Picasso was deeply fond of his musketeers, attributing identities and temperaments to each and giving them totems to mark out their personalities. In the catalogue to the exhibition Pablo Picasso: 1969-1970, held at the Palais des Papes in Avignon and in which Buste d’homme lauré was shown, Christian Zervos, the curator, wrote, “The feelings that animated his musketeers, for example, expressed the artist’s prevailing concern with inscribing a total affirmation of himself within them. These musketeers, he said to us, are us. They reveal the secret depths of men who, from solitude to solitude, act of courage to act of courage, disappointment to disappointment, know themselves as brothers” (“Pablo Picasso: 1969-1970,” 1970, reprinted in Picasso: Mosqueteros, exh. cat., Gagosian Gallery, New York, 2009, p. 293). As he had done throughout his career with the figure of the minotaur and the Mediterranean sailor, Picasso saw his legion of musketeers–which for centuries had represented masculinity, heroism, wit, and virility–as visual substitutes for his own self. The musketeer, renowned for his rakish looks, courageous feats, and many loves, provided an ideal and attractive image for the artist.
For one whose career was defined by experimentation and innovation, Picasso was well aware of the significance of a “Great Late Phase,” an honor bestowed upon only the most inimitable (J. Richardson, “Great Late Picasso,” in ibid, p. 15). It was during these years that he began to contend with the artists he so admired, reimaging and refracting iconic works such as Eugène Delacroix’s Les femmes d’Alger and Edouard Manet’s Le déjeuner sur l’herbe. "In old age," John Richardson explained, "Picasso would admit to being very conscious of old masters breathing down his neck. Far from being bothered by this, he was so secure in his genius that he conjured master after master into the heart of his work and had his way with them" (A Life of Picasso: The Early Years, London, 1992, vol. 1, p. 185).
More than anyone, however, it was Rembrandt with whom Picasso entered into the closest dialogue over the course of the 1960s. Increasingly, Picasso identified with the Dutch artist, who likewise had enjoyed a long career and was always eager to insert himself into his tableaux. Picasso admired Rembrandt’s drawings and etchings, and Jacqueline Roque, his wife, told André Malraux that it was this art in particular that had inspired the musketeers.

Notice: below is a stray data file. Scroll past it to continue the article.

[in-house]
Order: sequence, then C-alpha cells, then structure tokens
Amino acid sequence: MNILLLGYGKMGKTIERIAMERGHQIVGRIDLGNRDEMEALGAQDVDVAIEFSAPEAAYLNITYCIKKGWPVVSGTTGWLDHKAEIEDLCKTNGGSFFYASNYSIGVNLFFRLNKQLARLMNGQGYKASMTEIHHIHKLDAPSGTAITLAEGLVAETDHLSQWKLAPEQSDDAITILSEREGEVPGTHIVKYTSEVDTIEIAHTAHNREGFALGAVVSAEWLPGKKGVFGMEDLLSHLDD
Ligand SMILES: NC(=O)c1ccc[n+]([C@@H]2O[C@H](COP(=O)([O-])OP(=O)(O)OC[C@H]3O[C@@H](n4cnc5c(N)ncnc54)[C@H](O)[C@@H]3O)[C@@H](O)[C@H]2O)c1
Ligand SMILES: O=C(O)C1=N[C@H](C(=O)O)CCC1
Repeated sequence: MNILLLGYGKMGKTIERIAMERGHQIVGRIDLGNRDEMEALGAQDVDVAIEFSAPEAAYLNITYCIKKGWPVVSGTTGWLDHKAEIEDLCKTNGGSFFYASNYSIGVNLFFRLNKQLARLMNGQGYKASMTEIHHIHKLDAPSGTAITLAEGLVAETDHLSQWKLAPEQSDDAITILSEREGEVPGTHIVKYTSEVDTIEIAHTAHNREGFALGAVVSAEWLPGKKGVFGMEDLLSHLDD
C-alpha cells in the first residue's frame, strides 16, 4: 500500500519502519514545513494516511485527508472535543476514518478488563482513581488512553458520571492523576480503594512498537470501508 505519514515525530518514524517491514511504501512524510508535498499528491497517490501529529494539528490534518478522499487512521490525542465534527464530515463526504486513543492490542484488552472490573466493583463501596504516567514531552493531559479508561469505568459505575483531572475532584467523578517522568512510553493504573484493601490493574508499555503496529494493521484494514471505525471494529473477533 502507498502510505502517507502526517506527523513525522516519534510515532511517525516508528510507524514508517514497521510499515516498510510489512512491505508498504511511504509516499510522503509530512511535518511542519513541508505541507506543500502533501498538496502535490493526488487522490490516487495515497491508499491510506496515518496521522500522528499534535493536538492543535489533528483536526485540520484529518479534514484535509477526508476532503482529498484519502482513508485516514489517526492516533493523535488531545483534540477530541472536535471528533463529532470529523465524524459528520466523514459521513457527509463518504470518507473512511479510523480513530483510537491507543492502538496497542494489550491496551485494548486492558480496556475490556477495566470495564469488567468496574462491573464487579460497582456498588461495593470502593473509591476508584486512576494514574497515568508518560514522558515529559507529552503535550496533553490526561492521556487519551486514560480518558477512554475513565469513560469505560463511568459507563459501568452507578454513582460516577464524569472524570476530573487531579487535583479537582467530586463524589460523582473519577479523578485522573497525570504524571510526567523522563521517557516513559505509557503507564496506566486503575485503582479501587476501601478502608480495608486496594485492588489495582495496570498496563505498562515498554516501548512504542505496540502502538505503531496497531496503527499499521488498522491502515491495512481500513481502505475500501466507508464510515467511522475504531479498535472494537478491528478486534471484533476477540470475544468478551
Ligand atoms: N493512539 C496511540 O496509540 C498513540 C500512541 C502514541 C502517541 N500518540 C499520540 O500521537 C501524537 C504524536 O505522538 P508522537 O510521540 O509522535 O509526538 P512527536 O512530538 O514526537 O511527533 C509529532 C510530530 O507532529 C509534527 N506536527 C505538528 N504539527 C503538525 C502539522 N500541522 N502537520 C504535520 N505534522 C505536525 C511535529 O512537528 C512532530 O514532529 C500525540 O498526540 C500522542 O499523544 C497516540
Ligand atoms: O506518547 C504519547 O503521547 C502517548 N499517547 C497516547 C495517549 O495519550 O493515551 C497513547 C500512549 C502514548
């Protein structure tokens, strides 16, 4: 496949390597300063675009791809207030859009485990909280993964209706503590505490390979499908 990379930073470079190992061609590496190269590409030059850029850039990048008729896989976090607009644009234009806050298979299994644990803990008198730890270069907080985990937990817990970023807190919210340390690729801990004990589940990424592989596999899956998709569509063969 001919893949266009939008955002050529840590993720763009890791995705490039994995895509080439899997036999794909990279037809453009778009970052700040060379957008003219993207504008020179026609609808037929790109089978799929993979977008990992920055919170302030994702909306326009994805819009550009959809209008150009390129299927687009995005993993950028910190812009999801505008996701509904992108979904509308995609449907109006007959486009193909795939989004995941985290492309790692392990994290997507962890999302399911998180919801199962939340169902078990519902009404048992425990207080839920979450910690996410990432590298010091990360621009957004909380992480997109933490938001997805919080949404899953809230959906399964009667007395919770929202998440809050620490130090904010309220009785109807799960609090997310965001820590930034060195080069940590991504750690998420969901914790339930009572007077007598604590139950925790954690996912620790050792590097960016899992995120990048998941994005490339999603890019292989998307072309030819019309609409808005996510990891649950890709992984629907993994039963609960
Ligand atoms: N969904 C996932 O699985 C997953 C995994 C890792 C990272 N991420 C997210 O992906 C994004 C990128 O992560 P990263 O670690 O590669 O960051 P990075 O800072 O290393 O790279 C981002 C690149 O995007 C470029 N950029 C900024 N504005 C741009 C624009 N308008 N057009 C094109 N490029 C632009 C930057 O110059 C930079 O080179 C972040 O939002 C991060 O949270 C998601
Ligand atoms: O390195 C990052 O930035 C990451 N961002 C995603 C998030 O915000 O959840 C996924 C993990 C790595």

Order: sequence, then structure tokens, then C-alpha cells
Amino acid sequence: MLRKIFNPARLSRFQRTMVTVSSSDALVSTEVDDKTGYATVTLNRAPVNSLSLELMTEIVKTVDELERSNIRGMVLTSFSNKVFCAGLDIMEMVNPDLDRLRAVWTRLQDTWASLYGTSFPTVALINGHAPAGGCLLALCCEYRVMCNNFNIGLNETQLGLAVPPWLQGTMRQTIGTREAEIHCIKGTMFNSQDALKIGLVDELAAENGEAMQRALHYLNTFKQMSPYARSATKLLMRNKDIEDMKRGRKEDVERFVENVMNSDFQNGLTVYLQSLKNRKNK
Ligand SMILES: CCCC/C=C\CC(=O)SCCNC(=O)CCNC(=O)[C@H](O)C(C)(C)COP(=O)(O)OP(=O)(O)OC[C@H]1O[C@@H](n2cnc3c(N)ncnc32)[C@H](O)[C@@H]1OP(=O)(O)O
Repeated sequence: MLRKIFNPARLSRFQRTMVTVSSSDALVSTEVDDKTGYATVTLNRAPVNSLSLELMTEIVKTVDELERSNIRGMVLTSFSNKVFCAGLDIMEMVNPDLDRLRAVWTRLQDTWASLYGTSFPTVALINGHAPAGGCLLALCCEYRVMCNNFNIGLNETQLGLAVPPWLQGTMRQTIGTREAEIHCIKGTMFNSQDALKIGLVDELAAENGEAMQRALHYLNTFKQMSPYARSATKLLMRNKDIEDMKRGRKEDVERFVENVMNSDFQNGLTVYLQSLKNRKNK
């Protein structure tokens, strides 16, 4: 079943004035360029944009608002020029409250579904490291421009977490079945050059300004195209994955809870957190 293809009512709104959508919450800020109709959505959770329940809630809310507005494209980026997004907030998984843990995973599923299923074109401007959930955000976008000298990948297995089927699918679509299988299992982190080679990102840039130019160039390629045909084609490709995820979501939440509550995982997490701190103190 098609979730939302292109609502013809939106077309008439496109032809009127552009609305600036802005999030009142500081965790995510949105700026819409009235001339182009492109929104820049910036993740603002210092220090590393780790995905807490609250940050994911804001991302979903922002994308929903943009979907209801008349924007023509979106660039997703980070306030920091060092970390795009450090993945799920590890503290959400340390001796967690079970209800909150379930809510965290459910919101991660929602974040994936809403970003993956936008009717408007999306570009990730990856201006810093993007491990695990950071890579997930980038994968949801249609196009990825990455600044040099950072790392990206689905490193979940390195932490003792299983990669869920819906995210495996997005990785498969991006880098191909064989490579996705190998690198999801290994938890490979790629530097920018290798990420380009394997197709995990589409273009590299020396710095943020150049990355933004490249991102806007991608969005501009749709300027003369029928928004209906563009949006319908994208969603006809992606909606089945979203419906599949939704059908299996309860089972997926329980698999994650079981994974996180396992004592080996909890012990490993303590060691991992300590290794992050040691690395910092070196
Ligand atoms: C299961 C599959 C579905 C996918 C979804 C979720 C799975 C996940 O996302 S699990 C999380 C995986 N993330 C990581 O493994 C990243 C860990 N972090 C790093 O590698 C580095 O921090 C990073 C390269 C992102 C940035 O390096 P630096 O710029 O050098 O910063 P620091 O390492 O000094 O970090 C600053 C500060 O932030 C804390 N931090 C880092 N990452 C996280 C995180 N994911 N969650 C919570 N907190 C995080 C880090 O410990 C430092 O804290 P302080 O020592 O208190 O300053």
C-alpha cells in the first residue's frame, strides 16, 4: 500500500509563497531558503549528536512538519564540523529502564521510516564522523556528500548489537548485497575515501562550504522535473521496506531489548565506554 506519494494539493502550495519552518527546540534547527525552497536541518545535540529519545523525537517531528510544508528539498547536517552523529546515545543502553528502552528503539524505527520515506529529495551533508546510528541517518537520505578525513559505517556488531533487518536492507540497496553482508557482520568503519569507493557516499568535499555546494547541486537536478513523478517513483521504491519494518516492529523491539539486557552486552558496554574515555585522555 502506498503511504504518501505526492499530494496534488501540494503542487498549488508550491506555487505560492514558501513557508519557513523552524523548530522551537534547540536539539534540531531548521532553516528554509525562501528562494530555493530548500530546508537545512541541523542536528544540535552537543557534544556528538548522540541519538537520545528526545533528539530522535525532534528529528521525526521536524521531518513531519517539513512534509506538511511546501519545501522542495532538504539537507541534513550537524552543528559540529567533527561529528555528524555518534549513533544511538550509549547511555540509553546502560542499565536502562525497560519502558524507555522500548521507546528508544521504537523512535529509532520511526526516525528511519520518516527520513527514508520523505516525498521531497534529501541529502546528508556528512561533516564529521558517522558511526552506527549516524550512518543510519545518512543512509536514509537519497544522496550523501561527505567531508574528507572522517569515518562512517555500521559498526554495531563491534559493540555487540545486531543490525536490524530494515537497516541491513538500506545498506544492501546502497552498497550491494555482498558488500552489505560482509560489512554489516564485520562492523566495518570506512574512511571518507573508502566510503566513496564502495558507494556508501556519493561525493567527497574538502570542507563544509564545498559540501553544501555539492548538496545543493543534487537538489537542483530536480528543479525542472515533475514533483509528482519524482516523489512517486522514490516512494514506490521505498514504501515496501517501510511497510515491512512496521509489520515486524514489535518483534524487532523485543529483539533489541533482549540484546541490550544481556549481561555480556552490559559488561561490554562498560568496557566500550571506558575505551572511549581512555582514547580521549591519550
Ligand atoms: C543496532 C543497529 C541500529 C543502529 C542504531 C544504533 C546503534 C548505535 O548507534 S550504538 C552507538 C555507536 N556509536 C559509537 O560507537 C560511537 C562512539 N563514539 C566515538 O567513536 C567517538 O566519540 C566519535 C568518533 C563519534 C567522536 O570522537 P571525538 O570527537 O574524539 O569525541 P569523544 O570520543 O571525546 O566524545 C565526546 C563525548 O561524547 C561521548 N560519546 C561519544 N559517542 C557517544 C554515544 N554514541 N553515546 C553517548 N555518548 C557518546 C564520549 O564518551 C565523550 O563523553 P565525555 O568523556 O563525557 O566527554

Yet even as he identified with Rembrandt’s output, Picasso continued to quote different artists, a demonstration of his prowess which announced to the world that he did not simply belong in the great pantheon of artists but was its reigning king. This is hinted at by the crown of laurel leaves the protagonist of the present work wears, a wreath which has anointed champions for more than a millennia. Here, Picasso is the self-proclaimed victor. Richardson wrote of this proclivity, asking, “Why did Picasso lock horns with one great painter after another? Was it a trial of strength–arm wrestling? Was it out of admiration or mockery, irony or homage, Oedipal rivalry or Spanish chauvinism? Each case was different, but there is always an element of identification, an element of cannibalism involved–two elements that, as Freud pointed out, are part of the same process. Indeed Freud described the process of identification as ‘psychic cannibalism.’ You identified with someone; you cannibalized them; you assumed their powers. How accurately this described what Picasso was up to in his last years” (“The Catch in the Late Picasso” in The New York Review of Books, 19 July 1984). Cannibalistic though it may have been, such a gesture was also reverential and enabled Picasso to connect directly with his forebears. History, to him, was fluctuating, malleable, and never truly gone. “To me there is no past or future in art,” he said. “The art of the great painters who lived in other times is not an art of the past; perhaps it is more alive today than it ever was” (quoted in M. Zayas, “Picasso speaks,” in The Arts, New York, 1923).
Buste d’homme lauré was in the collection of Bernard Ruiz-Picasso, the artist’s grandson, before it was acquired by Heinz Berggruen, the art critic, curator, and dealer. After moving to Paris following World War II, Berggruen met Picasso through the Surrealist poet Tristan Tzara, and the two became close friends. Berggruen was also an avid collector, acquiring a striking range of Picasso’s work that reflected his deep understanding of the artist.